Deadline Changed on Time to Comply with California Anti-Harassment Training

On September 3, 2019, Governor Gavin Newsom signed Senate Bill (SB) 778 to extend the deadline for employers to complete their Sexual Harassment Prevention Training. The deadline has been extended by a full year, from January 1, 2020 to January 1, 2021. The new bill also allows covered employers who have provided anti-harassment training in 2019 to wait two full years before providing refresher training.

The purpose of the bill is to give employers sufficient time to provide these trainings in a manner that values their importance and provides a greater impact towards improving equality in the workplace. A recent professional association survey found that over 80% of Human Resources and Operations Managers are aware of the new training requirements, but had not booked the training for their employees nine months into 2019.

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Sexual Harassment Training Requirements by State

As the #MeToo movement has grown over the past two years, and claims against powerful individuals continue to surface in the media and on social media, employers and companies need to adjust their response polices as one thing is clear: sexual claims are very real, very expensive, and very destructive.

The following cases are real-world examples of how sexual harassment claims can cost employers in terms of time, money, and employee morale, and can cause pain and distress to employees.

  • A recent claim against the popular P.F. Chang’s China Bistro chain cost the company $1 million in response to two employees claims that they were repeatedly sexually harassed and were subjected to a hostile work environment.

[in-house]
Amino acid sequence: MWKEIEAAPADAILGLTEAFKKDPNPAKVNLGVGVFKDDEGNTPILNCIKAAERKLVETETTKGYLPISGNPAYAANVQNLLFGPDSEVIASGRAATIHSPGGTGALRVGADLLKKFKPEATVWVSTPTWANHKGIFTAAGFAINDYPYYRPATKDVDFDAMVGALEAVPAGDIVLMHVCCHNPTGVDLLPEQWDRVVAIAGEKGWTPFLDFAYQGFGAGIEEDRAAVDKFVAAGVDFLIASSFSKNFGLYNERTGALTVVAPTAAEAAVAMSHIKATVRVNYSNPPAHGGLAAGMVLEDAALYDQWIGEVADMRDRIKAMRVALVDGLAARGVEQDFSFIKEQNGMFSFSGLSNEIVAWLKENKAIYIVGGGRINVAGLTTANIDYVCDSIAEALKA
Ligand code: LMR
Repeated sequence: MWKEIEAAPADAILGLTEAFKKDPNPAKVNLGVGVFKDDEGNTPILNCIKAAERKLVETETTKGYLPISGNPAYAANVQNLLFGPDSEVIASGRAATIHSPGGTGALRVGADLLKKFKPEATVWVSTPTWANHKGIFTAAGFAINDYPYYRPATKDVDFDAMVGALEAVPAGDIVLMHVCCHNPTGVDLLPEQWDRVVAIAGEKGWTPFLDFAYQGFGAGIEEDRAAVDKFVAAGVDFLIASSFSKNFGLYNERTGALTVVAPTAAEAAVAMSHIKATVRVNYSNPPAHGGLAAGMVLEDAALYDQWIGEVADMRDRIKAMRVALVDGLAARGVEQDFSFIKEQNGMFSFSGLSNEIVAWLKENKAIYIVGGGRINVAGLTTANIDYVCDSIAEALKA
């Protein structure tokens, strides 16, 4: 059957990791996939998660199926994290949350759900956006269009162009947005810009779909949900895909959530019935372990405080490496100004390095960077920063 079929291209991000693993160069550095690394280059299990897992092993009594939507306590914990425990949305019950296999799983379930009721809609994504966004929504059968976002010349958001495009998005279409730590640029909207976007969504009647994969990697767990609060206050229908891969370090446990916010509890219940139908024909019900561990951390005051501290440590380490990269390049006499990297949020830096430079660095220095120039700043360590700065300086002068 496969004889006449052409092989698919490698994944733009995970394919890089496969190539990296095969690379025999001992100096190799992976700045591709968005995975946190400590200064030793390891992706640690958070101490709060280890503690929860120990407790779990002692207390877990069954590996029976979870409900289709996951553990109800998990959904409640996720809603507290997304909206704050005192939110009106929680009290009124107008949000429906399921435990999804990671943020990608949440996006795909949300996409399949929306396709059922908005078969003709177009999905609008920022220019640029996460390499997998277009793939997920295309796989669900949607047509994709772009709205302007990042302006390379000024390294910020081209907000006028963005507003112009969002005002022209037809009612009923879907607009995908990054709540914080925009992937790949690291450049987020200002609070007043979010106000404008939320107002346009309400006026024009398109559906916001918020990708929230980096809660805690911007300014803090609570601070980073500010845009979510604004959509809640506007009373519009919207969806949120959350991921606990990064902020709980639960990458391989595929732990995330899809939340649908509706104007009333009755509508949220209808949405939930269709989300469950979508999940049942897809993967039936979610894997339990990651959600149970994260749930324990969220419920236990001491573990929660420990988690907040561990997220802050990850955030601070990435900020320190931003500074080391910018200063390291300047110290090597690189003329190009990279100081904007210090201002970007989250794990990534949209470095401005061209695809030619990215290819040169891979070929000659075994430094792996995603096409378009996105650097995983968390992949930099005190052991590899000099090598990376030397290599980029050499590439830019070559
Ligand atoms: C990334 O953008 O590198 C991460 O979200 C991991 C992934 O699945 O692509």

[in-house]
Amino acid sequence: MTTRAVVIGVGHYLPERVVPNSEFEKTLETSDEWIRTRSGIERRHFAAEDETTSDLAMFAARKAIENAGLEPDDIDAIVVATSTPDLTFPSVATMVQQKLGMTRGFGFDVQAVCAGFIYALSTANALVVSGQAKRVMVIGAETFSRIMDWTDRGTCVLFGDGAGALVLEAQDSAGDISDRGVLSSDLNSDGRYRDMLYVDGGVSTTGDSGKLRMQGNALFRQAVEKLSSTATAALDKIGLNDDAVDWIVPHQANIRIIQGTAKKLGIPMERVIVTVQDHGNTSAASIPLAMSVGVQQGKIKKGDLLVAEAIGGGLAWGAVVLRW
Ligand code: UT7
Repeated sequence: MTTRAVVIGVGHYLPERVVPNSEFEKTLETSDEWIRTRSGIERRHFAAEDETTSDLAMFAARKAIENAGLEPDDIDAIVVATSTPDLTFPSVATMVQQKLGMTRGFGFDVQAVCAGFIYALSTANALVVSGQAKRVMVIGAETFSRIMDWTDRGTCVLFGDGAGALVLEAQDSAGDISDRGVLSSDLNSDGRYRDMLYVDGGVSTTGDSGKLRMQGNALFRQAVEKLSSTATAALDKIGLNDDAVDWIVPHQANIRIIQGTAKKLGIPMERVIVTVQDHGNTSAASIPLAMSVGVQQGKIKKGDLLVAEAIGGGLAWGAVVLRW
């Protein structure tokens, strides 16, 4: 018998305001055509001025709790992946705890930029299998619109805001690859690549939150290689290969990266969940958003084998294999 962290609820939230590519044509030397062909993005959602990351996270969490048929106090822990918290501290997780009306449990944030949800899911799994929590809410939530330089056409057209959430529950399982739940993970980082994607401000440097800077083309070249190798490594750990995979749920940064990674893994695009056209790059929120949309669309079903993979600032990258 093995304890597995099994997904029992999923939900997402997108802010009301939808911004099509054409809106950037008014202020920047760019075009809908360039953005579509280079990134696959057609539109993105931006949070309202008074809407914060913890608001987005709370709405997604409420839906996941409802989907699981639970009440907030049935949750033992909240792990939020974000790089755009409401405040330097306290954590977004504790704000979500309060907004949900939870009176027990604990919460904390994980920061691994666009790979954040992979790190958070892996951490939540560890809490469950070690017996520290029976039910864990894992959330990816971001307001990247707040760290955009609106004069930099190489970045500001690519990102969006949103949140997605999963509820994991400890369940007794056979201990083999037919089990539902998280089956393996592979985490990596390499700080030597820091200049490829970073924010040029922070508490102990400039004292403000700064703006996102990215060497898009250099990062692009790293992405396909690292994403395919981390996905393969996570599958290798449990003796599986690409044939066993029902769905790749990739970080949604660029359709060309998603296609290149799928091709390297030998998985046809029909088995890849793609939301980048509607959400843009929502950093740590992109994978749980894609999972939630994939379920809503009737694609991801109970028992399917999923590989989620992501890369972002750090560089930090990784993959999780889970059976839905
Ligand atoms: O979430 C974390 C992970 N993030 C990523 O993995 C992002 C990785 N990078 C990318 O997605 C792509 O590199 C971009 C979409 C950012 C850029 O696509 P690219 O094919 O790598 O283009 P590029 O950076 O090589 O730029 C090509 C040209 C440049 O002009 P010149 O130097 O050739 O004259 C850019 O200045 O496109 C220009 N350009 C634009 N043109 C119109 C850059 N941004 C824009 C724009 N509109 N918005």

• Two female employees at a California winery were subject to repeated sexual harassment by the winery’s general manager and then subsequently retaliated against by the company. A Los Angeles jury awarded $11 million dollars to the two women. Each woman received $1 million for past emotional distress; $1.5 million for future emotional distress and $3 million in punitive damages. In addition to the $11 million dollars to the women, their attorneys will also receive their attorney’s fees.
  • Ford announced it would pay up to $10.1 million to settle a racial- and sexual-harassment investigation at two Chicago plants. 
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Sexual Harassment in the Workplace: Very Real and Very Costly for Employers

150212-sexualharassment-stockWhile sexual harassment has been in everyone’s vocabulary since Dolly Parton’s Nine to Five graced screens in 1980, it has become a topic of increased importance and media coverage as more and more sexual harassment claims are brought against celebrities such as Bill Cosby, President-Elect Donald Trump, and former President Bill Clinton.  While you or your employees may not identify with these over-the-top personalities in positions of power, sexual harassment claims are very real and very expensive.

For example, a recent claim against the popular P.F. Chang’s China Bistro chain cost the company $1 million in response to two employees’ claims that they were repeatedly sexually harassed and were subjected to a hostile work environment. According to the arbitrator’s written order, both women said they were subjected to offensive comments and conduct from the male kitchen staff at the restaurants, including jokes about sex, remarks about female workers’ bodies, and kissing and whistling noises aimed at female employees as they walked by. In addition, one of the women said she saw a group of male kitchen employees watching a pornographic video on a smartphone, and she frequently heard the cooks singing sexually explicit songs in the rear of the restaurant in University City.  The reality is that these activities occur more often than you might think.

To continue reading about the risks of sexual harassment in the workplace and how to protect yourself as an employer, continue reading our article in the December issue of the California Employer’s Report. Continue reading